A Difficulty About Justice.N. M. L. Nathan - 1971 - Mind 80 (318):227-237.
  21.  31
    The Identity Theory as a Scientific Hypothesis.J. Wolfe & George J. Nathan - 1968 - Dialogue 7 (3):469-72.
  22.  69
    Book Review. The Nature of Perception John Foster. [REVIEW]N. M. L. Nathan - 2001 - Mind 110 (438):455-460.
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  23.  69
    Jewish Monotheism and the Christian God.N. M. L. Nathan - 2006 - Religious Studies 42 (1):75-85.
    Some Christians combine a doctrine about Christ which implies that there is more than one divine self with the doctrine that God revealed to the Jews a monotheism according to which there is just one divine self. I suggest that it is less costly for such Christians to achieve consistency by abandoning the second of these doctrines than to achieve it by abandoning the first.
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  24.  35
    Simple Colours.Nicholas Nathan - 1986 - Philosophy 61 (July):345-353.
    [Colour is king in our innate quality space, but undistinguished in cosmic circles.] Most philosophers would agree with at least the second half of Quine's dictum. It is indeed on the general view wrong to believe that, as qualities, colours are extra-mentally actual in even the humblest role. Mind-independent material things have on the general view powers to cause sensations of red or blue, but if, in [sensations of red or blue], [red] and [blue] name qualities, we are not to (...)
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  25.  64
    `Egalitarianism'.N. M. L. Nathan - 1983 - Mind 92 (367):413-416.
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  26.  27
    The Fallacy of Intrinsic Distributions.Amos Nathan - 1984 - Philosophy of Science 51 (4):677-684.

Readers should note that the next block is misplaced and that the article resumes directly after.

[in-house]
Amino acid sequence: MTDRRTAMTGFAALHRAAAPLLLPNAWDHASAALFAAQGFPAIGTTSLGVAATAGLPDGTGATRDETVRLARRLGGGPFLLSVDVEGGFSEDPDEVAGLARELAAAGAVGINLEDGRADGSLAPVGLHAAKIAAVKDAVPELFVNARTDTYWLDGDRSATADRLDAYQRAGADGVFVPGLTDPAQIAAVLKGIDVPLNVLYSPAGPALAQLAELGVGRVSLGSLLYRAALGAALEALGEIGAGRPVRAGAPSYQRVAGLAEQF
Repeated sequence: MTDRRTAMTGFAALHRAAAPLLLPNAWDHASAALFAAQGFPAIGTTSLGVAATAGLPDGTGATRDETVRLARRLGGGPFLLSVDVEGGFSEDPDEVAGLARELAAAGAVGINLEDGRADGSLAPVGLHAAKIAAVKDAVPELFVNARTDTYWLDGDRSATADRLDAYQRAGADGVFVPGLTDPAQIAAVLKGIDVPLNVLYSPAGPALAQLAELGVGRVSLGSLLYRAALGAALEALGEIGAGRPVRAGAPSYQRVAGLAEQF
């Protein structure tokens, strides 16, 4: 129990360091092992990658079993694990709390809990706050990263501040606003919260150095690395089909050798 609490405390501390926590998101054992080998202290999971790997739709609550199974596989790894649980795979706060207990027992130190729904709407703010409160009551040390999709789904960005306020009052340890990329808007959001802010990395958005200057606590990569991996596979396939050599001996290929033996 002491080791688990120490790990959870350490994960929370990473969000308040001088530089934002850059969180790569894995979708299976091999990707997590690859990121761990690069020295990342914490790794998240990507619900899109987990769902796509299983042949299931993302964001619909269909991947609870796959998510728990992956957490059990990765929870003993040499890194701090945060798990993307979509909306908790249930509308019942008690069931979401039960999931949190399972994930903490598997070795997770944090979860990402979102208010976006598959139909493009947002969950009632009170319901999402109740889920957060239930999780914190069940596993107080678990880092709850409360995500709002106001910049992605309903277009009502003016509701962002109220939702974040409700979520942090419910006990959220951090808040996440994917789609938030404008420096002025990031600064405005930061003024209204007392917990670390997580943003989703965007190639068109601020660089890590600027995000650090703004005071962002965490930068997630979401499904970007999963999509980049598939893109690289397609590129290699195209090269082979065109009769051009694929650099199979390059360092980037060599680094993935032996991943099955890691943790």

Jaynes contends that in many statistical problems a seemingly indeterminate probability distribution is made unique by the transformation group of necessarily implied invariance properties, thereby justifying the principle of indifference. To illustrate and substantiate his claims he considers Bertrand's Paradox. These assertions are here refuted and the traditional attitude is vindicated.
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  27.  56
    False Expectations.Amos Nathan - 1984 - Philosophy of Science 51 (1):128-136.
    Common probabilistic fallacies and putative paradoxes are surveyed, including those arising from distribution repartitioning, from the reordering of expectation series, and from misconceptions regarding expected and almost certain gains in games of chance. Conditions are given for such games to be well-posed. By way of example, Bernoulli's "Petersburg Paradox" and Hacking's "Strange Expectations" are discussed and the latter are resolved. Feller's generalized "fair price, in the classical sense" is critically reviewed.
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  28.  50
    Mctaggart's Immaterialism.N. M. L. Nathan - 1991 - Philosophical Quarterly 41 (165):442-456.
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  29. The Universe Around Them: Cosmology and Cosmic Renewal in Indianized South-East Asia.H. G. Quaritch Wales - 1977 - A. Probsthain.
  30.  31
    Skepticism and Legal Interpretation.Daniel O. Nathan - 1990 - Erkenntnis 33 (2):165 - 189.
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  31.  25
    On the Non-Causal Explanation of Human Action.N. M. L. Nathan - 1976 - Philosophy of the Social Sciences 6 (3):241-243.
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  32.  20
    The Identity Thesis as a Scientific Hypothesis.George J. Nathan & Julian Wolfe - 1968 - Dialogue 7 (3):469-472.
  33.  10
    Some Prerequisites for a Political Casuistry of Justice.N. M. L. Nathan - 1970 - Inquiry: An Interdisciplinary Journal of Philosophy 13 (1-4):376 – 393.
    After briefly vindicating casuistries which successively apply a number of different moral principles, I describe some of the principles of justice liable to figure in such casuistries, assess the relative popularity of these principles and show that some of the most popular cannot be consistently applied in all circumstances.
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  34.  19
    A New Incompatibilism.N. M. L. Nathan - 1984 - Mind 93 (369):39-55.